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Quirin v. Lorillard Tobacco Co.

United States District Court, N.D. Illinois, Eastern Division

March 6, 2014

MARILYN F. QUIRIN, Special Representative of the Estate of RONALD J. QUIRIN, Deceased, Plaintiff,
v.
LORILLARD TOBACCO COMPANY, et al., Defendants.

MEMORANDUM OPINION & ORDER

JOAN B. GOTTSCHALL, District Judge.

Plaintiff Marilyn F. Quirin, special representative of the estate of Ronald J. Quirin ("Quirin"), has sued defendants Lorillard Tobacco Company ("Lorillard") and Hollingsworth & Vose Company ("H&V") on a negligence theory, alleging that Mr. Quirin's mesothelioma was caused by his exposure to asbestos while smoking Kent cigarettes, which, during the 1950s, were manufactured with a "Micronite" filter that contained asbestos (hereinafter "original Kents"). Now before the court are two motions brought pursuant to Federal Rule of Evidence 702 and Daubert v. Merrell Dow Pharmaceuticals, 509 U.S. 579 (1993): (1) Quirin's "Motion to Preclude Reliance by Defendants' Expert Witnesses on Scientifically Unreliable Testing Performed by Lorillard in the 1950s" and (2) Lorillard and H&V's "Motion to Exclude the Expert Testimony of John Pauly, Ph.D." The motions are granted in part and denied in part.

I. LEGAL STANDARD

Under Rule 702, an expert witness, "qualified... by knowledge, skill, experience, training, or education, " may testify if: "(a) the expert's scientific, technical, or other specialized knowledge will help the trier of fact to understand the evidence or to determine a fact in issue; (b) the testimony is based on sufficient facts or data; (c) the testimony is the product of reliable principles and methods; and (d) the expert has reliably applied the principles and methods to the facts of the case." Fed.R.Evid. 702.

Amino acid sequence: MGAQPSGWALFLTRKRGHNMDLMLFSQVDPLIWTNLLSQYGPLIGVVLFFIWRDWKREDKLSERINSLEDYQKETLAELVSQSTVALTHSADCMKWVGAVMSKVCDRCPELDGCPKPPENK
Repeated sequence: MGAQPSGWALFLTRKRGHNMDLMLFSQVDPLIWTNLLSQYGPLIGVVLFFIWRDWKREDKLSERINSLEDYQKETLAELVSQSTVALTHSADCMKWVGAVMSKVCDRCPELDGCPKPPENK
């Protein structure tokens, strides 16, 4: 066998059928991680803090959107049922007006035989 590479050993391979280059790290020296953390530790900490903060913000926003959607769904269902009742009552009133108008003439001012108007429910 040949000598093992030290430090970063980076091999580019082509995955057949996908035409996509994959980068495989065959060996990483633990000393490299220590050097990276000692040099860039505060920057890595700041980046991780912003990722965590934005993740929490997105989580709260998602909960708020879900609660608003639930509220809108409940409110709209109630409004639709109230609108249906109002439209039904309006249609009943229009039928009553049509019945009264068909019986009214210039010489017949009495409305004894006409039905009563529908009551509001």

A trial judge must ensure "that an expert's testimony both rests on a reliable foundation and is relevant to the task at hand." Daubert, 509 U.S. at 597. "To do so, the district court must ascertain whether the expert is qualified, whether his or her methodology is scientifically reliable, and whether the testimony will assist the trier of fact to understand the evidence or to determine a fact in issue.'" Bielskis v. Louisville Ladder, Inc., 663 F.3d 887, 893 (7th Cir. 2011) (quoting Fed.R.Evid. 702). The court must prevent an expert from offering legal conclusions, as "experts cannot make those." See United States v. Diekhoff, 535 F.3d 611, 619 (7th Cir. 2008).

"The reliability of the expert's principles and methods can be examined by looking at factors such as (1) whether the scientific theory or technique can be (and has been) tested; (2) whether the theory or technique has been subjected to peer review and publication; (3) whether a particular technique has a known potential rate of error; and (4) whether the theory or technique is generally accepted in the relevant scientific community." Schultz v. Akzo Nobel Paints, LLC, 721 F.3d 426, 431 (7th Cir. 2013) (citing Daubert, 509 U.S. at 593-94). The Seventh Circuit has explained that the judge's concern "is not the ultimate correctness of the expert's conclusions. Instead, it is the soundness and care with which the expert arrived at her opinion: the inquiry must focus... solely on principles and methodology, not on the conclusions they generate.'" Id. (quoting Daubert, 509 U.S. at 595). If the expert's principles and methodology reflect reliable scientific practice, "[v]igorous cross-examination, presentation of contrary evidence, and careful instruction on the burden of proof are the traditional and appropriate means of attacking shaky but admissible evidence." Daubert, 509 U.S. at 596.